There are some great posts this morning on the implications of C-61 – Laura Murray focuses on its impact on distance learning, Howard Knopf posts his powerpoint presentation from a recent talk on C-61, and Hugh McGuire on how the law would impact the terrific LibriVox project.
Post Tagged with: "librivox"
My weekly technology law column (Vancouver Sun version, Ottawa Citizen version, Toronto Star version, homepage version) focuses on the emergence of new models of book publishing that might be described as "books 2.0." For example, Wikitravel, one of the Internet's most acclaimed travel web sites, was launched in 2003 by Montreal residents Evan Prodromou and Michele Ann Jenkins. Using the same wiki collaborative technology that has proven so successful for Wikipedia, the Wikitravel site invited travelers to post their comments and experiences about places around the world in an effort to build a community-generated travel guide. In less than five years, the site has accumulated more than 30,000 online travel guides in eighteen languages, with over 10,000 editorial contributions each week. The content is freely available under a Creative Commons license that allows the public to use, copy, or edit the guides. Building on Wikitravel's success, Prodromou and Jenkins recently established Wikitravel Press, which introduced its first two titles earlier this month. Wikitravel Press represents a new approach to travel book publishing based on Internet collaborative tools and print-on-demand technologies that should capture the attention of the industry for several reasons.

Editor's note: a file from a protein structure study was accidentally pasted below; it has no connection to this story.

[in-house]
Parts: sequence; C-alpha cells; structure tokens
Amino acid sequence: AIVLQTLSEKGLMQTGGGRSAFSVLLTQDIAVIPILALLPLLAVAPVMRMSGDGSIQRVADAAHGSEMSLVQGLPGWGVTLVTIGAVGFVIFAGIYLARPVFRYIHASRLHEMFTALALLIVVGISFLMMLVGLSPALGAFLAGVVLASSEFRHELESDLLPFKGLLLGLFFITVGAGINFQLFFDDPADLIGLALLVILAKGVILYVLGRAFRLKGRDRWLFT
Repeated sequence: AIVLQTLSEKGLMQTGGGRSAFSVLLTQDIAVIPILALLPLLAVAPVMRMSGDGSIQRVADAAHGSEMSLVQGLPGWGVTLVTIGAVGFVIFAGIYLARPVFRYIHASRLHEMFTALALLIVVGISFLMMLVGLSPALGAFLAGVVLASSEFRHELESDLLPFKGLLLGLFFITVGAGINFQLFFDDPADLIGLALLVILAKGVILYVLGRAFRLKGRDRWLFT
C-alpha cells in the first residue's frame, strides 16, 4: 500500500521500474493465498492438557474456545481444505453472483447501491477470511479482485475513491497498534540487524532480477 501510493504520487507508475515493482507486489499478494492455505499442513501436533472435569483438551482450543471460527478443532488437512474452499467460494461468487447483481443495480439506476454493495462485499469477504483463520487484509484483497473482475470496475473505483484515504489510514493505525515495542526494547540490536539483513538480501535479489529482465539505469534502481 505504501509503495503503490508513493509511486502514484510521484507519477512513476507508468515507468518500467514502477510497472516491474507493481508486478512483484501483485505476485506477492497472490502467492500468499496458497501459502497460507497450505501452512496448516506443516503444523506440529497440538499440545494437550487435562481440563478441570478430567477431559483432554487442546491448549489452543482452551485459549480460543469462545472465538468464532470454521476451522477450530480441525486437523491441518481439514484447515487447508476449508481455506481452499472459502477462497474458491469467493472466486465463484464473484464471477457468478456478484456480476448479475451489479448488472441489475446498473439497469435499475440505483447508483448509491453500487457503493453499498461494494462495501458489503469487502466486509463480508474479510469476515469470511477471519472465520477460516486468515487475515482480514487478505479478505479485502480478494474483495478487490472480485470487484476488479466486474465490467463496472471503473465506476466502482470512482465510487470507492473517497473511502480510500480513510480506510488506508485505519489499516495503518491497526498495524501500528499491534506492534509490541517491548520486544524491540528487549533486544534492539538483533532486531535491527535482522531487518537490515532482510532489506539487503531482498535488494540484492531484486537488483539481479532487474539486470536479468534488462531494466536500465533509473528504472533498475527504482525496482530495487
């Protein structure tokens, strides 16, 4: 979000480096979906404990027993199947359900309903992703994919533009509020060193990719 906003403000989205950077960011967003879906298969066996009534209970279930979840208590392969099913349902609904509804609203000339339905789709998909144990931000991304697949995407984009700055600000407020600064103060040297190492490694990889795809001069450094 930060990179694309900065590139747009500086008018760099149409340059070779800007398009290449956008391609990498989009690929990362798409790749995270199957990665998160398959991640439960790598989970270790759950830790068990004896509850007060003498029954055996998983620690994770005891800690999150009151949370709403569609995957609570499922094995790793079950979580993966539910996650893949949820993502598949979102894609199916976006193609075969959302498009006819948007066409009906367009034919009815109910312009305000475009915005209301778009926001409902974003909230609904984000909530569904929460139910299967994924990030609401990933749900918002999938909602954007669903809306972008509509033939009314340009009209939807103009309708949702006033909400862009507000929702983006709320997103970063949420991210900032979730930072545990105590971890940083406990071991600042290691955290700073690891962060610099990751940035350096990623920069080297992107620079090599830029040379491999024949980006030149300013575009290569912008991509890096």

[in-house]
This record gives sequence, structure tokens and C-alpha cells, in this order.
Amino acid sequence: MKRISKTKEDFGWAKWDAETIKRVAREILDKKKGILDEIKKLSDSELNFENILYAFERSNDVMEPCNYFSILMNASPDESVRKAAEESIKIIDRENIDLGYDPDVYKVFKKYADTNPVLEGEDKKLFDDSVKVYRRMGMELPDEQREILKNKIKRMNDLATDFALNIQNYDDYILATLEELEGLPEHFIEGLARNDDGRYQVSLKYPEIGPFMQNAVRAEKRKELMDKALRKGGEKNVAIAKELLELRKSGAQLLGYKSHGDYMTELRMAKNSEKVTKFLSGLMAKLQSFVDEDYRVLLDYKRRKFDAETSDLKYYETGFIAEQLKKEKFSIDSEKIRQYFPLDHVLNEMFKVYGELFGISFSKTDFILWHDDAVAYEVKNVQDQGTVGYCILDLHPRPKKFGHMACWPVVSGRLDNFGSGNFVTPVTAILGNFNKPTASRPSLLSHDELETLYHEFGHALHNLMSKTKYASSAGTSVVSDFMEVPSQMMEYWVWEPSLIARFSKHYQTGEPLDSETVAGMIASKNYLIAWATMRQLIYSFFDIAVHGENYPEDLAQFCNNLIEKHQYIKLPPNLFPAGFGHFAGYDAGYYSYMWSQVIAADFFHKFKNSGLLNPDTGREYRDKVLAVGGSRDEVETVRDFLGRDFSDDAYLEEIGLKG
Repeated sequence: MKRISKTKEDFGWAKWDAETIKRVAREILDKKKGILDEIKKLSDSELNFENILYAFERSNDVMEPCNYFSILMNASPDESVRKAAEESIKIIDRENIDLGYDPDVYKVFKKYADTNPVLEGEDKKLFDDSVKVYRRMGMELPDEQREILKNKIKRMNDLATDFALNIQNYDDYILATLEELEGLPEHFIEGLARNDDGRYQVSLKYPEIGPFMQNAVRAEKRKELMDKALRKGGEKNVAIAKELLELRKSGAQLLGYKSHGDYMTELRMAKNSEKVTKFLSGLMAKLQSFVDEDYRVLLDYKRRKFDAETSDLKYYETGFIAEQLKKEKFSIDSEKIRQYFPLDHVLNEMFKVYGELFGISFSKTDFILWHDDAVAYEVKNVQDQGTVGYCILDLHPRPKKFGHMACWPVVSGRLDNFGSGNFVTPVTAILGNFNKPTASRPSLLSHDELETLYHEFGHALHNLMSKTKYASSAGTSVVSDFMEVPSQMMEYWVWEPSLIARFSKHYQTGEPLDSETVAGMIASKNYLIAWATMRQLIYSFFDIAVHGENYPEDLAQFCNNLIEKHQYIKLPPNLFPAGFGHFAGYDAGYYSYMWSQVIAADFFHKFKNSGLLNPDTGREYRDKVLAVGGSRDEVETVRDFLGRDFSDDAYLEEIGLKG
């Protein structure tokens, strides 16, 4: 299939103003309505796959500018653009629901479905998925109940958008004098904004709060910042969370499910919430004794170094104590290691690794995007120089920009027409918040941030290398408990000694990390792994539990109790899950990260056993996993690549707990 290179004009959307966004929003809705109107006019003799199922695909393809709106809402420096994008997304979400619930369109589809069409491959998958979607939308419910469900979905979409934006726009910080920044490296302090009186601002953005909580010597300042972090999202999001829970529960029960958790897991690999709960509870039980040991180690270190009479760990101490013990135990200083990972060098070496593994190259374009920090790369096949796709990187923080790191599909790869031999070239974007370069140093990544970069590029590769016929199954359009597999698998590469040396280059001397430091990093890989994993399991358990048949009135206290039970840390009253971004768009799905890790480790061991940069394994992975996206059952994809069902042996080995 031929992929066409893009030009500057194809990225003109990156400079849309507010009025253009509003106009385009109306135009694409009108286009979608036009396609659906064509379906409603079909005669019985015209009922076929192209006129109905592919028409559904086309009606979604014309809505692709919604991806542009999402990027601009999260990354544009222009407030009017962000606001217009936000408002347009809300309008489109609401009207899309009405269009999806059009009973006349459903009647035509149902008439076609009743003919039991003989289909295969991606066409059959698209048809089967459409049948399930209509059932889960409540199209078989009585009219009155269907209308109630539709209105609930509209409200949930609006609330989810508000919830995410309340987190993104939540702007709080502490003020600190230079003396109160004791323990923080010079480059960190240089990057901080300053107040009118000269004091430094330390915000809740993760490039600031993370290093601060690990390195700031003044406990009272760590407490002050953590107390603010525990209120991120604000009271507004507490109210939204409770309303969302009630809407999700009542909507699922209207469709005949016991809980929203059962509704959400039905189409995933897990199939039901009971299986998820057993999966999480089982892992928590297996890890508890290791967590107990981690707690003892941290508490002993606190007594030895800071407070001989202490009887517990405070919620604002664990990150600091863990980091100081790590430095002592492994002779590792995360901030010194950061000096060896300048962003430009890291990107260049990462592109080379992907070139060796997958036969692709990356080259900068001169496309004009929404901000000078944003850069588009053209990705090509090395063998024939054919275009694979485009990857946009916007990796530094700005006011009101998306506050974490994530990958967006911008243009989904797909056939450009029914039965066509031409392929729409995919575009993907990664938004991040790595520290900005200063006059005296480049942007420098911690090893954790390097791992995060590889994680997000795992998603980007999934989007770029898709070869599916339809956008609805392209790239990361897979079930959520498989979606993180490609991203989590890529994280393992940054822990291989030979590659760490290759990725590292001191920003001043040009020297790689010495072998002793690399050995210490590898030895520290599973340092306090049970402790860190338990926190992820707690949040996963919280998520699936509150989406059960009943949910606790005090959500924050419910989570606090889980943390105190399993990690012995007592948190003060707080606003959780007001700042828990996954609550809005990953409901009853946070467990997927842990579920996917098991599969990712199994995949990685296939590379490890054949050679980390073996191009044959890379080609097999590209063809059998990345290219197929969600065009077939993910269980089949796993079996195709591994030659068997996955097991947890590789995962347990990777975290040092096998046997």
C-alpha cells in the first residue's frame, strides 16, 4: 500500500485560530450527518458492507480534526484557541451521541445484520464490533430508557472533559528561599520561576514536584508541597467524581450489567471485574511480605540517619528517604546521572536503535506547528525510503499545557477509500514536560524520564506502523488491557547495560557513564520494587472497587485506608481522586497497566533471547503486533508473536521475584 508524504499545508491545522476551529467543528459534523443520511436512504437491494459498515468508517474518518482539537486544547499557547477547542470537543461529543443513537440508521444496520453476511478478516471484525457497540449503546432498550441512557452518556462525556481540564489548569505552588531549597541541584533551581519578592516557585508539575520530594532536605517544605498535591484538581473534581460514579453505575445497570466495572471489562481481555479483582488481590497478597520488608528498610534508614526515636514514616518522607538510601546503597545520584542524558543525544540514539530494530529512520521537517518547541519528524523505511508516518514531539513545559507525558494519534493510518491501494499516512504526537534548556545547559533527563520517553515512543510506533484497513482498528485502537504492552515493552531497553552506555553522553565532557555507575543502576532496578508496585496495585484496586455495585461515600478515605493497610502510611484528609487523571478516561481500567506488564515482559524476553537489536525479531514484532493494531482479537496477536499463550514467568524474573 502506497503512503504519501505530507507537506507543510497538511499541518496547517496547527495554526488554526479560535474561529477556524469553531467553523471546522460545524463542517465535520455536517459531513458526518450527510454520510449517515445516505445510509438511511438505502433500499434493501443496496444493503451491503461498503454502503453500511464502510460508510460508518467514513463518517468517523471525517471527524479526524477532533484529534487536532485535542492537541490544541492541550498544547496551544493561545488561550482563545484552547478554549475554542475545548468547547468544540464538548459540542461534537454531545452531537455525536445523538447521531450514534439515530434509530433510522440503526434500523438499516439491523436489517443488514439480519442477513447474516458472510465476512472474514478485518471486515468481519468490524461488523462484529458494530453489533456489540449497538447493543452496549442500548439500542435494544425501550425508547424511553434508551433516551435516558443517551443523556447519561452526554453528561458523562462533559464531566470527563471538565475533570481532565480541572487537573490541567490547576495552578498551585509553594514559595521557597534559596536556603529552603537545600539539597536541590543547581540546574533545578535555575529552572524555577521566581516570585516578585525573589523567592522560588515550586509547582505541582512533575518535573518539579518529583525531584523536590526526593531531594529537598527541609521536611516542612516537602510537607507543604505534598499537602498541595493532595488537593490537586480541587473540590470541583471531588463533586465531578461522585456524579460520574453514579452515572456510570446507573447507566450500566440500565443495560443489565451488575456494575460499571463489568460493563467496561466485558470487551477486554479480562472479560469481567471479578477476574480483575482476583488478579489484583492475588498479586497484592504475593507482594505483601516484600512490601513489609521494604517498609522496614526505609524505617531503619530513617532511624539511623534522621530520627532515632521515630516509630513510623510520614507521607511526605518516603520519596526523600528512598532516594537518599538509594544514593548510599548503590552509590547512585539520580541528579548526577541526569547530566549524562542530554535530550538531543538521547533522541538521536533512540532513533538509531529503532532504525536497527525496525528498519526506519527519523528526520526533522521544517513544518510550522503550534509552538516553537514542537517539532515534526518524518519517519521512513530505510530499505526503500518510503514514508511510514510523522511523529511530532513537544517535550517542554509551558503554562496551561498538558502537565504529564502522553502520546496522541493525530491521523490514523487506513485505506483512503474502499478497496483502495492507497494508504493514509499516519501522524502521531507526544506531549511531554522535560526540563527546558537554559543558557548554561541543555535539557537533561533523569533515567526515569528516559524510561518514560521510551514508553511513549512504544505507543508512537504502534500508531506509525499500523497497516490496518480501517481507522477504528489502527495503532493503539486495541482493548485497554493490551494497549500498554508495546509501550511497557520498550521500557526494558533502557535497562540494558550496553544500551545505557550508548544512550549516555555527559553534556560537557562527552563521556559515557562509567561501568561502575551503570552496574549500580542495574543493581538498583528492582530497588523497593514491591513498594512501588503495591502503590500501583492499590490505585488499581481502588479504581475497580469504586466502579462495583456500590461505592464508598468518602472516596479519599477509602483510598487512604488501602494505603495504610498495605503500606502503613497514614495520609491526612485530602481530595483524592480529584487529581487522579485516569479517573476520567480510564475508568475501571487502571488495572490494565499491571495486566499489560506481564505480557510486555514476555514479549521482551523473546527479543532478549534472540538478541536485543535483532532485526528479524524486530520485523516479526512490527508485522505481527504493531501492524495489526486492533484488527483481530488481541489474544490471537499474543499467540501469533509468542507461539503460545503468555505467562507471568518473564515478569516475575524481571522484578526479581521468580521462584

Appeared in the Toronto Star on February 25, 2008 as Canadians Are Playing Key Role in 'Books 2.0' Last year, the Department of Canadian Heritage commissioned Turner-Riggs, a Vancouver-based market-analysis company, to study the Canadian book retail market. The resulting report – The Book Retail Sector in Canada – has […]
LibriVox, the remarkable Montreal-based initiative that is creating audio versions of public domain books, just catalogued its 1,000th book. Launched just over two years ago, the site has 1,500 volunteers and is releasing 60 – 70 new books every month.